This is a magnificent example of Kathleen Kngale's art. Kathleen's celebrated canvasses hang in the collections of the National Gallery of Australia, the National Gallery of Victoria, the Queensland Art...
This is a magnificent example of Kathleen Kngale's art. Kathleen's celebrated canvasses hang in the collections of the National Gallery of Australia, the National Gallery of Victoria, the Queensland Art Gallery, corporate, and private collectors.
Kathleen's final flourish of a white dotted overlay across the canvas represents the sundried leaves, seeds, husks and grasses of Arlperre, and allows beautiful pale shades to radiate across the surface of the painting. This is her expression of her country and its meaning .
Arlperre is a most significant "country" on Utopia Station west of Delmore Downs. The Kngale and Kemarre women custodians who paint Arlperre, largely focus on the Anekwetj (pron."Anookitja") a Conkerberry, and another fruit called argia" both of which are simply called "bush plum". The Anekwetj is the smaller fruit, found on a bushy shrub with small bright green leaves and small white flowers, thriving in groves in richer soil types, It is somewhat like a firm dark grape and the seed is spat out. The Argia plum grows on a large tree that is often found near groves of Mulga. When shaken, the plum drops to the ground.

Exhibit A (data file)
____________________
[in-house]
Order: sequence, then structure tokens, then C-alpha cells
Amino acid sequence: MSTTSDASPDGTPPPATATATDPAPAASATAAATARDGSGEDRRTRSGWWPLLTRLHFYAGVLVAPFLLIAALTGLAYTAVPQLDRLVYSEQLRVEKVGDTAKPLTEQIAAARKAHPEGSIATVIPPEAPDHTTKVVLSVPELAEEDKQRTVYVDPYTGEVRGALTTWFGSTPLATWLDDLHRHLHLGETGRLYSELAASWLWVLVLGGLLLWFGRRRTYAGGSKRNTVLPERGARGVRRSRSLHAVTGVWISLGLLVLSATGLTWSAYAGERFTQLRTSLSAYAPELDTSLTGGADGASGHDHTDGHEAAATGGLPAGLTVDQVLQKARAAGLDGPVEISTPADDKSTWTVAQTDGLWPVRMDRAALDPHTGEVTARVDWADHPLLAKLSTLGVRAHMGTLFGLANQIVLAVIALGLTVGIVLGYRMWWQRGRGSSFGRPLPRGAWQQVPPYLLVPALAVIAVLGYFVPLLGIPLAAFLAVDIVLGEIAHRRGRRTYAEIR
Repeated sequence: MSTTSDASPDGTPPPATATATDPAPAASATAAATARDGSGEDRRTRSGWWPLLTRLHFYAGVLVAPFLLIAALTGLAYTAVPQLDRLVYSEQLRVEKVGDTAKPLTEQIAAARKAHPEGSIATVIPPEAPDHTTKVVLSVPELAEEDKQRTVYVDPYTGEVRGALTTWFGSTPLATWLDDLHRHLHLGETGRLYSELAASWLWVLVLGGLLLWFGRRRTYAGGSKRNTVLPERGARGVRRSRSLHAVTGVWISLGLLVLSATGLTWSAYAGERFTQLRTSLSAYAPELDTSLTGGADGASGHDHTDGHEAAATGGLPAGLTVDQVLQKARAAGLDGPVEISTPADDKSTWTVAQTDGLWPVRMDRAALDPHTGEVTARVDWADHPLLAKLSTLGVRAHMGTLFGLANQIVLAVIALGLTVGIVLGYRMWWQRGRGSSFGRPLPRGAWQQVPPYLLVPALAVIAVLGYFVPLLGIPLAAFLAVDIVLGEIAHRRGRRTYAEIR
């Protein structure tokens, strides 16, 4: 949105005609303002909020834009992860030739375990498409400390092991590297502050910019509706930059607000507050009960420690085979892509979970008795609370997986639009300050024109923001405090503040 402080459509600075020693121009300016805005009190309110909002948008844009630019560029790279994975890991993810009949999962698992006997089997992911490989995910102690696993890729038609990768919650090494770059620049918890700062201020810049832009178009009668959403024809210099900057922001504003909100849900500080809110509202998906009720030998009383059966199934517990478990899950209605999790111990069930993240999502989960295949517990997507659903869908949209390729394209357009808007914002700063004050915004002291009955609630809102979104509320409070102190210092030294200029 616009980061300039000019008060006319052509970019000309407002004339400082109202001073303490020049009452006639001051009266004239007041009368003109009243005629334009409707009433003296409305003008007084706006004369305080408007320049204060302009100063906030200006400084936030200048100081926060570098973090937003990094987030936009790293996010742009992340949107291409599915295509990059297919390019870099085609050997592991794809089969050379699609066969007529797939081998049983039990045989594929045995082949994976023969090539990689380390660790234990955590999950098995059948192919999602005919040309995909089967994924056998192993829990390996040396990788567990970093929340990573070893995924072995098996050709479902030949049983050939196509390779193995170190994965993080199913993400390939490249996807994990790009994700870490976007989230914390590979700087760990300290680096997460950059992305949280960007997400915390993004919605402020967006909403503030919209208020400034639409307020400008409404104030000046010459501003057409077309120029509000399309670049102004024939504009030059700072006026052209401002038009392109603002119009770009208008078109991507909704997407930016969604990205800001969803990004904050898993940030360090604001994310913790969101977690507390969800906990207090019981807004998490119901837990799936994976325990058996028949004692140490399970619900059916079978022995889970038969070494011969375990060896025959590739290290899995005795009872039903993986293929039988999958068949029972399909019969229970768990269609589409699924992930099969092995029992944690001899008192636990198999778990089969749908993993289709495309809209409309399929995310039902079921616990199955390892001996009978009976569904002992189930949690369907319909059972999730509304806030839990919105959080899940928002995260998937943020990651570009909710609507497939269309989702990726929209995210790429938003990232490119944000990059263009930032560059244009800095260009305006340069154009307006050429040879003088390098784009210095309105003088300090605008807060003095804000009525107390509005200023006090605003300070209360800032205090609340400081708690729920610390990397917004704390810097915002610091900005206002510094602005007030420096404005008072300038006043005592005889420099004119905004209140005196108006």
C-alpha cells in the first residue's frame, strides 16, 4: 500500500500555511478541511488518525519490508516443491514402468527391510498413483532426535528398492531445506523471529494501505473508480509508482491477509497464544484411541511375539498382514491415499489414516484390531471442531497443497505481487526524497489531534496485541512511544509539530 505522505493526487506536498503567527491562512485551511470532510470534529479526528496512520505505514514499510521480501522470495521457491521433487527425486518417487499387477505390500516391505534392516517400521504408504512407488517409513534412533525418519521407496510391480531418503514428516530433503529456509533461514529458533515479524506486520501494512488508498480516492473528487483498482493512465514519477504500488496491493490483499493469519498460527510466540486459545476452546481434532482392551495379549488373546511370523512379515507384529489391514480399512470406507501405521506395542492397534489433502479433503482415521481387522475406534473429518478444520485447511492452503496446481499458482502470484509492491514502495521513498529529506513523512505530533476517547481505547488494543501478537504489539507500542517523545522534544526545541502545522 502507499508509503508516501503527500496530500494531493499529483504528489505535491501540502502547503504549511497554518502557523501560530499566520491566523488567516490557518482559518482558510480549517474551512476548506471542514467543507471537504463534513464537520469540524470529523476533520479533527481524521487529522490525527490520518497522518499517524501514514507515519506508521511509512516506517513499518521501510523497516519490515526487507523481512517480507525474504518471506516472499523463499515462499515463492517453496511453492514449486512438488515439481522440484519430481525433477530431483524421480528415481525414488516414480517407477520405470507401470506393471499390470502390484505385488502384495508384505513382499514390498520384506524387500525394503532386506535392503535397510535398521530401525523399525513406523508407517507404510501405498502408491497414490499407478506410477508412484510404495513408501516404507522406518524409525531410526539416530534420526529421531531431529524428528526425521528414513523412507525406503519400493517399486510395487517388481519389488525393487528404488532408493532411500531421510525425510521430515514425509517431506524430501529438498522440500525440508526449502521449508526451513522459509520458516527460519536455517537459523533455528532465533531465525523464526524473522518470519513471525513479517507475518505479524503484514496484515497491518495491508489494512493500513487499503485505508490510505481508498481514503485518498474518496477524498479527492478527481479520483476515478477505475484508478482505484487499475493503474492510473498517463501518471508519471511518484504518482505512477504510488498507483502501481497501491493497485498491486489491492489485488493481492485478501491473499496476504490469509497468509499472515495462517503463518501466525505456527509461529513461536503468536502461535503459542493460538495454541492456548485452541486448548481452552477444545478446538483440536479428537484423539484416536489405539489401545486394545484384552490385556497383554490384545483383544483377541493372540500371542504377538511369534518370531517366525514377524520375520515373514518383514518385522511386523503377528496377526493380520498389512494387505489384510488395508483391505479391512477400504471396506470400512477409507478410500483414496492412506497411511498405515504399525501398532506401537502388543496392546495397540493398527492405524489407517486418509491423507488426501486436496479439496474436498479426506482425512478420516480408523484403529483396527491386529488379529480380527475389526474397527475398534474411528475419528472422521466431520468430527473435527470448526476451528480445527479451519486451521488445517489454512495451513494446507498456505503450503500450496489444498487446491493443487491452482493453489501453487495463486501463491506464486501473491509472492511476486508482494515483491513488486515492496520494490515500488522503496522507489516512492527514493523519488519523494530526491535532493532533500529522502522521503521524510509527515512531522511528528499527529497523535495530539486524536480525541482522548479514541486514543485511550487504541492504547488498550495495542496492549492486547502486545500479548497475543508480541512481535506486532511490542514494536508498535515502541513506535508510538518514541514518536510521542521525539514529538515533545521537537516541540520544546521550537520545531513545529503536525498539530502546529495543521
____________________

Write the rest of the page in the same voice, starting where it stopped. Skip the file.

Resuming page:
These bush plums abound over the vast flood-out area of Arlperre on average every one in seven years when the Sandover River floods after huge storms. In traditional times this event was of great relief and celebration. Kathleen's treatment of this bush plum theme derives from her long memory of survival, particularly the hard years of drought, the internalised anticipation of rain, and belief that ceremony would help bring the rain and flush of bush food. Colours underlying the surface represent the different degrees of ripeness of the plums, with the purple being the most suitable indicator for eating.
Knowing when to harvest, how to select, and how to consume this food source is of major importance to the food gatherer of traditional times, especially when nutrient rich food was difficult to source.